ECHO Database

About 3 min

ECHO Database

ECHO (The Eventually Consistent Hierarhical Object store) is a peer-to-peer graph database written in TypeScript.

  • Secure, P2P data replication based on CRDTsopen in new window.
  • No servers or central authority, all the data is with the clients.
  • Connectivity with peers via WebRTCopen in new window.
  • Support for multiple concurrent writers.
  • Collaboration on key-value objects, bodies of text, and other "custom data models".
  • Support for offline writes and conflict resolution when peers rejoin the network.

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Join our Discordopen in new window and talk to us about the kind of database you are looking for.


Spaces are units of sharing and access control in ECHO. They are equivalent to "collections" in a document store.

A space is an instance of an ECHO database which can be replicated by a number of peers.

A given peer is typically a part of many spaces at any given time.

There are several steps to establishing a space between peers:

  1. Peer A listens on the peer network for peers intereseted in a specific invite code it generated.
  2. Peer B obtains the invite code and locates the listening Peer A via the signaling network.
  3. Peer A and Peer B establish a secure connection via Diffie Hellmannopen in new window key exchange.
  4. Peer A generates an authorization code and sends it to Peer B via another safe channel (i.e.: shows a QR code).
  5. Finally, Peer B provides the authorization code back to Peer A over the new connection.

This verifies that the connection is secure, and the identities of peers are mutually confirmed.


If you're using react, DXOS provides a simple UI flow that implements generating and accepting invitations to spaces.

Next steps:


Units of data are referred to as objects (like documents or rows in other databases). Objects always belong to a space. Objects can have fields with values, and strong relationships to other objects to form trees or graphs.


See the glossary for definitions of other terms you'll find in this guide.

How to use ECHO

Local Vault Topology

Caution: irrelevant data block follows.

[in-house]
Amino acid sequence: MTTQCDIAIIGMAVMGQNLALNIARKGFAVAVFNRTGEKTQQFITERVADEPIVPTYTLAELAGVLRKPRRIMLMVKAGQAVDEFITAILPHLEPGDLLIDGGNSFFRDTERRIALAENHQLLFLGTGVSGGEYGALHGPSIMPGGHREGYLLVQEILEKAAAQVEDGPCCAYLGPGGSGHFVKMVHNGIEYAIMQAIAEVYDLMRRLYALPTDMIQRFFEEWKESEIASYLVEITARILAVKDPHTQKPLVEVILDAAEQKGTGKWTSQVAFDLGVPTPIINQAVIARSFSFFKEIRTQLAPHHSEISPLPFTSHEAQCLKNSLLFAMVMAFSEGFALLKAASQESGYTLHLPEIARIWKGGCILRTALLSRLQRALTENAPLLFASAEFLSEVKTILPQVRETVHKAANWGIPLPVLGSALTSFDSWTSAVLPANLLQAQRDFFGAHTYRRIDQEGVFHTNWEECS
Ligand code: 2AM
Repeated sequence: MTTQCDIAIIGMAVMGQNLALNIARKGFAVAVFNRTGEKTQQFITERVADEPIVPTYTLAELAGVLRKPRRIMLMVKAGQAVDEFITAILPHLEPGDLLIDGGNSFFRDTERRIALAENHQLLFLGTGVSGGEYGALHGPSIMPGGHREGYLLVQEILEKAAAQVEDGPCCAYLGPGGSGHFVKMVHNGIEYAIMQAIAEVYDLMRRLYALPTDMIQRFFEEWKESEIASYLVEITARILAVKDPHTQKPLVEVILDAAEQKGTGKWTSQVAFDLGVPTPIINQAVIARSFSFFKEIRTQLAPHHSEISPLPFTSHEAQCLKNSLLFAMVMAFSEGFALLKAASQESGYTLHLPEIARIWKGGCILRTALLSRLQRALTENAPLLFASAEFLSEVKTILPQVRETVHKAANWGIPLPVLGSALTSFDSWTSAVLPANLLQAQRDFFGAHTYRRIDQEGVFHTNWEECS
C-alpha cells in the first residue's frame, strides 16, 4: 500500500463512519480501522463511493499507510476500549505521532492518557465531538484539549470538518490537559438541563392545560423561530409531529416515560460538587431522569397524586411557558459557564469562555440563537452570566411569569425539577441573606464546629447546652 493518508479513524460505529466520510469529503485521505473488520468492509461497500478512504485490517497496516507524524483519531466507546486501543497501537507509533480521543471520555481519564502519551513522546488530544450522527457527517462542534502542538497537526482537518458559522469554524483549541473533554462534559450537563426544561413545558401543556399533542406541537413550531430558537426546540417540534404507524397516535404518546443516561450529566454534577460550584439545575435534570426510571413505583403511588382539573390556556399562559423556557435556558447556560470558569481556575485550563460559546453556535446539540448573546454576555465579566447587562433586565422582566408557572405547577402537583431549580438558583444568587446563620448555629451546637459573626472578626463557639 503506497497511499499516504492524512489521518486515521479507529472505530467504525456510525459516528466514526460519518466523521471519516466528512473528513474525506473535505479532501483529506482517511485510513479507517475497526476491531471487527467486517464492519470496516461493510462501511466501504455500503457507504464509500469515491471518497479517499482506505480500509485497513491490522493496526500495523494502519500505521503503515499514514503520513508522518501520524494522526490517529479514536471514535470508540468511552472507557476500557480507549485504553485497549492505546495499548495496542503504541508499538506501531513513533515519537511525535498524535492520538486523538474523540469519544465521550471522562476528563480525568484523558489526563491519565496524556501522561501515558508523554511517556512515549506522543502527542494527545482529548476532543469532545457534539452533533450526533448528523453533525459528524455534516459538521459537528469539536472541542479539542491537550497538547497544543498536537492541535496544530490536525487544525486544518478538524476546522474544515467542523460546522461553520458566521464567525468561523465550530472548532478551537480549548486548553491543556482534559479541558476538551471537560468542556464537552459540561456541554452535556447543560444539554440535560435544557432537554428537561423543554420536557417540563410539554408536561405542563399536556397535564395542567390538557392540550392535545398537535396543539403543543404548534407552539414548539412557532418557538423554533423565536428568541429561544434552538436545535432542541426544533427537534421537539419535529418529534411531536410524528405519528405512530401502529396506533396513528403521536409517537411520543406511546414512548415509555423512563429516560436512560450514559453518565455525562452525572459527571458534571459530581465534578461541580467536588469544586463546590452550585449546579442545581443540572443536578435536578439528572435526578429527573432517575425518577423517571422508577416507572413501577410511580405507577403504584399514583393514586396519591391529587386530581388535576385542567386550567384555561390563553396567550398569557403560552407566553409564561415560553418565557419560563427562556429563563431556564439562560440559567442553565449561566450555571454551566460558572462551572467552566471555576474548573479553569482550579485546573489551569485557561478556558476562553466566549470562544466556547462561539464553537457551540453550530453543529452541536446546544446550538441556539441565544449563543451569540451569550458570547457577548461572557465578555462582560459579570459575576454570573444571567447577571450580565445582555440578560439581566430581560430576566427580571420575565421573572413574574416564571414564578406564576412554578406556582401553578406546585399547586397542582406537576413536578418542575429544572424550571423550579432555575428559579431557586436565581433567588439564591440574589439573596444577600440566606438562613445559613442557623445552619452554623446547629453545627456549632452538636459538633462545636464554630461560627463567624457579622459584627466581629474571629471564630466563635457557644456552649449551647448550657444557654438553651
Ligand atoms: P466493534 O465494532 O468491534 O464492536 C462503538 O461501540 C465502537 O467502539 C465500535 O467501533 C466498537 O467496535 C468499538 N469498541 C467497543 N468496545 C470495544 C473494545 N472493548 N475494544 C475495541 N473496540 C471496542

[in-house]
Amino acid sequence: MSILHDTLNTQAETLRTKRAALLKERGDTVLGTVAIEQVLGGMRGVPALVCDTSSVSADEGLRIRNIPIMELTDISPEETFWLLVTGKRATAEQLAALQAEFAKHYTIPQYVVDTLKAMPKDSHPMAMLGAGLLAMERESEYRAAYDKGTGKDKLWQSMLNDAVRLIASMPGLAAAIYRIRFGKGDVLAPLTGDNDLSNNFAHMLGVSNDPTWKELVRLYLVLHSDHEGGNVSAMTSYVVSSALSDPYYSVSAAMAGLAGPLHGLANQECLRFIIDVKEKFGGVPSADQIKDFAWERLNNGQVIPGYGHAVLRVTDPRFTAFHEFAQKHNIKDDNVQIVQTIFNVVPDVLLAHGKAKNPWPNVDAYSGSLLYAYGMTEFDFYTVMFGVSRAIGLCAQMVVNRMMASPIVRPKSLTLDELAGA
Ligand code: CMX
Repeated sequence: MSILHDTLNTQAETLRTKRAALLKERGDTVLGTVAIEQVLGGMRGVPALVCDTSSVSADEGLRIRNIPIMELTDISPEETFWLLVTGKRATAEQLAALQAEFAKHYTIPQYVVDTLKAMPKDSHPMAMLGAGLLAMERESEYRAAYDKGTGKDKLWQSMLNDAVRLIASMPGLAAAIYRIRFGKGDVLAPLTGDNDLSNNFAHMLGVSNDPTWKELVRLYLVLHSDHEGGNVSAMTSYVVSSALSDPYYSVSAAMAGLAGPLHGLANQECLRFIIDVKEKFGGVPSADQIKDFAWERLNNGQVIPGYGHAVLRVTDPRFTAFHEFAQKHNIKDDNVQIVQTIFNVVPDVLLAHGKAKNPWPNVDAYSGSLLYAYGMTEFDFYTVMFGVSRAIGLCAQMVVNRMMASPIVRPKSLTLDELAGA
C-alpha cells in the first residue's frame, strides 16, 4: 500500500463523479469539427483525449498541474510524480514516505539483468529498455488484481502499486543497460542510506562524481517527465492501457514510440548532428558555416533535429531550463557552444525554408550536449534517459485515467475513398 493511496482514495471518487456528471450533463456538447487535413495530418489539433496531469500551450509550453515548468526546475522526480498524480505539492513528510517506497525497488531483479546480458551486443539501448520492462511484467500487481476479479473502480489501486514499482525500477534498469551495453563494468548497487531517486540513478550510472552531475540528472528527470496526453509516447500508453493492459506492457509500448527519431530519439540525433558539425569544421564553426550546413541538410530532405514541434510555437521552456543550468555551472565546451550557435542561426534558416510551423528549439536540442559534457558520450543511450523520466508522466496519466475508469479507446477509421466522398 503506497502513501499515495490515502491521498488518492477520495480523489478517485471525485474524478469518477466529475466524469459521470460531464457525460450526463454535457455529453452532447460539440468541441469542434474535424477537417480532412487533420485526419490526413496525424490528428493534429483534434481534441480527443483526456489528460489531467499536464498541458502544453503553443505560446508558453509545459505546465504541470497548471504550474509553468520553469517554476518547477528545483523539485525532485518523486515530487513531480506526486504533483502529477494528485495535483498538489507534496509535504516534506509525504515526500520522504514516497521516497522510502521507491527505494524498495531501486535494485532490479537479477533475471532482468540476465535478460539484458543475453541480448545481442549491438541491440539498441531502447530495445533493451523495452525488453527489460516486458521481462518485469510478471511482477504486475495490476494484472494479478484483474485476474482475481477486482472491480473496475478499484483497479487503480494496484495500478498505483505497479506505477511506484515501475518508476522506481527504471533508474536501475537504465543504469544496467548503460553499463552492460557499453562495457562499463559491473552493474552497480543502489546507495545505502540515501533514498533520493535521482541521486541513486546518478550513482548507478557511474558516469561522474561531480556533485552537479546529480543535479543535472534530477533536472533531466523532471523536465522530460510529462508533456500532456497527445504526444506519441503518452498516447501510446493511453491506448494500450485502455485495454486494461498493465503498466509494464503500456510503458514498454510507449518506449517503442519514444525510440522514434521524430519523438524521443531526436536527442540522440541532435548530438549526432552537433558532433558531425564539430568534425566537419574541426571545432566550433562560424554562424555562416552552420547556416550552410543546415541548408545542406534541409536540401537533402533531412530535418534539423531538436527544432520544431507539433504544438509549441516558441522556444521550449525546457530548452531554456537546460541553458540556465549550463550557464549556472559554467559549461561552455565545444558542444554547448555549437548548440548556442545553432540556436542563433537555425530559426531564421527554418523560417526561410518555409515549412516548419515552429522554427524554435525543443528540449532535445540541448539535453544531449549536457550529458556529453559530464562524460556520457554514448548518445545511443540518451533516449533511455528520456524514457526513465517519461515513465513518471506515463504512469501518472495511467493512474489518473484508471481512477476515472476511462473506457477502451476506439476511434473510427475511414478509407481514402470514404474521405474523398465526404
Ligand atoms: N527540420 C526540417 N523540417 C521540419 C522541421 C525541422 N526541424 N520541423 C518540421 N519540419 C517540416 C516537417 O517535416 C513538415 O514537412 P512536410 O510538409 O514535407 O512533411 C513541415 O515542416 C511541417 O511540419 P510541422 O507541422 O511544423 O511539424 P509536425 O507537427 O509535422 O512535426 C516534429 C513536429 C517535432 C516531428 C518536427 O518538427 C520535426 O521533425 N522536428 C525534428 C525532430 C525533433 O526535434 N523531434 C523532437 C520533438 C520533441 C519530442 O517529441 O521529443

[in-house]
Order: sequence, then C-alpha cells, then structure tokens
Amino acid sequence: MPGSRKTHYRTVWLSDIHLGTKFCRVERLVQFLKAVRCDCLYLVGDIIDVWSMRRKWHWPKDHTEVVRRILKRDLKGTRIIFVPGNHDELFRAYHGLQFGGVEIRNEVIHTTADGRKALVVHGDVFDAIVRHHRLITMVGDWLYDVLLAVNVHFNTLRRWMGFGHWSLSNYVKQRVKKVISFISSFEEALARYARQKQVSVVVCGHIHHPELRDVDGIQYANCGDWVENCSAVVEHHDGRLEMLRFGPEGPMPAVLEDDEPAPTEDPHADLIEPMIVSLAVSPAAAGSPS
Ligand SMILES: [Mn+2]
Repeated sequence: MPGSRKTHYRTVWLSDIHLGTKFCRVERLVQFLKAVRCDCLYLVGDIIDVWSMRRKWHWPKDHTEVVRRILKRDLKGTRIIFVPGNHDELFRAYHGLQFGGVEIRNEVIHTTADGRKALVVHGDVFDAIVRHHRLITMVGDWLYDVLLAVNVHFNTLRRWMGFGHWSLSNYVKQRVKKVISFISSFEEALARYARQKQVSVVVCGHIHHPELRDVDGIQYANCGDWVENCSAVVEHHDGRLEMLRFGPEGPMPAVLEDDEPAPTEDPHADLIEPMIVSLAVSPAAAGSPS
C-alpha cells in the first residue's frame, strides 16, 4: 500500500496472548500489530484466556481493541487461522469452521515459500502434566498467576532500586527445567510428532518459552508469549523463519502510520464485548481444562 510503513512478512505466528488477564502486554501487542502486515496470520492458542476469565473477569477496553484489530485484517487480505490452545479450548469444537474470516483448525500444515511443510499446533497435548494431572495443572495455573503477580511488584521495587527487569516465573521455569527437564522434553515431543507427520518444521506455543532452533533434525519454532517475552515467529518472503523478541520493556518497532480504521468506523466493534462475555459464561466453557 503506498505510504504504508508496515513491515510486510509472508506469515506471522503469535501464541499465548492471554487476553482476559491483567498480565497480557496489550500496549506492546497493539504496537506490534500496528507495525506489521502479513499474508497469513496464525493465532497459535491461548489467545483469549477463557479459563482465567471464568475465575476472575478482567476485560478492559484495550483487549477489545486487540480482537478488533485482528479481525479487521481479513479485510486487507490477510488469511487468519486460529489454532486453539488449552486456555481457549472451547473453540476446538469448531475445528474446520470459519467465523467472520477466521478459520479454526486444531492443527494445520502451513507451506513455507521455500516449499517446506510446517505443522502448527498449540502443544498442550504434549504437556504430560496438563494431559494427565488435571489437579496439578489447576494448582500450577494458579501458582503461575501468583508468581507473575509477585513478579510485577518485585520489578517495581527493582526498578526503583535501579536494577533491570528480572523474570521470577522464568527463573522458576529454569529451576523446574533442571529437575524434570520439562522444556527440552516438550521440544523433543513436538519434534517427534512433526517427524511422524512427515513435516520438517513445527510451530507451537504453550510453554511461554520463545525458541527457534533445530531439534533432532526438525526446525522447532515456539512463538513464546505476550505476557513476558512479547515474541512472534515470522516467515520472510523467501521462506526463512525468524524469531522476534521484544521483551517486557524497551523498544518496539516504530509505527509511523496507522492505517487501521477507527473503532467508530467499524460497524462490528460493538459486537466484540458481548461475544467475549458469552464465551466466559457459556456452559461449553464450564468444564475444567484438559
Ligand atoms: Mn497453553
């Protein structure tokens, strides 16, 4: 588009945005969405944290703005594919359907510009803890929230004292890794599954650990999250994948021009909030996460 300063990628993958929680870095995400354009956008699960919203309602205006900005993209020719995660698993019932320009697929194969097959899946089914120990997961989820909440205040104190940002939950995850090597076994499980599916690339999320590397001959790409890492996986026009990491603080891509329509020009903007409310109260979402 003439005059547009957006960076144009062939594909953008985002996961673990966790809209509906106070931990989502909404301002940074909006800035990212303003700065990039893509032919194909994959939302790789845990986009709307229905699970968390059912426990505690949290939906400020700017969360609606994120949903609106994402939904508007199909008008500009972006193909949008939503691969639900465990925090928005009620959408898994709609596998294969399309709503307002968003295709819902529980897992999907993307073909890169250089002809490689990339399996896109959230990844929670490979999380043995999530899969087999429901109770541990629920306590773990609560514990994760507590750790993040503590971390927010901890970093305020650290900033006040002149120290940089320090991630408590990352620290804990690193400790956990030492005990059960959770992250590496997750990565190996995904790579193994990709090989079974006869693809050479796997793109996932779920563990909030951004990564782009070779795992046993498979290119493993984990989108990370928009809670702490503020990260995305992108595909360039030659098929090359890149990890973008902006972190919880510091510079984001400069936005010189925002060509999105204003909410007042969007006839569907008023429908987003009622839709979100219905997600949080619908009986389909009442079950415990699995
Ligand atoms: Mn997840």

ECHO is uniquely organized to give control over information to the end-user and their devices.

Browsers isolate web apps running on different domains, and this property is used to isolate the main vault of storage to a specific domain. By default that's HALO on but developers are free to operate their own copies of HALO on their local machine (e.g. using KUBE), their local network, or any other domain.

The vault domain is responsible for holding end-user identity (keys, credentials, metadata, ..., etc.) and all ECHO data in persistent browser or disk storage. It exposes this data to applications via an API over postMessageopen in new window.

A service worker and the CRDT-based architecture of ECHO enable both offline and real-time collaboration.

HALO Vault Topology Diagram
HALO Vault Topology Diagram

This means that when apps request the user's identity (ask to log in), they are in fact obtaining a secure identifier from the local HALO application directly, without making any network calls. Any reads and writes end up storing data in a database owned by the application, which serves as an identity wallet and data vault where specific devices or applications can be revoked from accessing user data at any time.


For Node.js applications, the vault is implemented by an in-process storage engine that persists to files on disk, and is not isolated from the consuming application the way it is in browser.


The vault relies on worker ES modules and as such is not yet functional in Firefoxopen in new window. The feature is currently under development however, currently behind the about:config preference dom.workers.modules.enabled. The hope and expectation is that this should be enabled by default in the not-too-distant future.

Next steps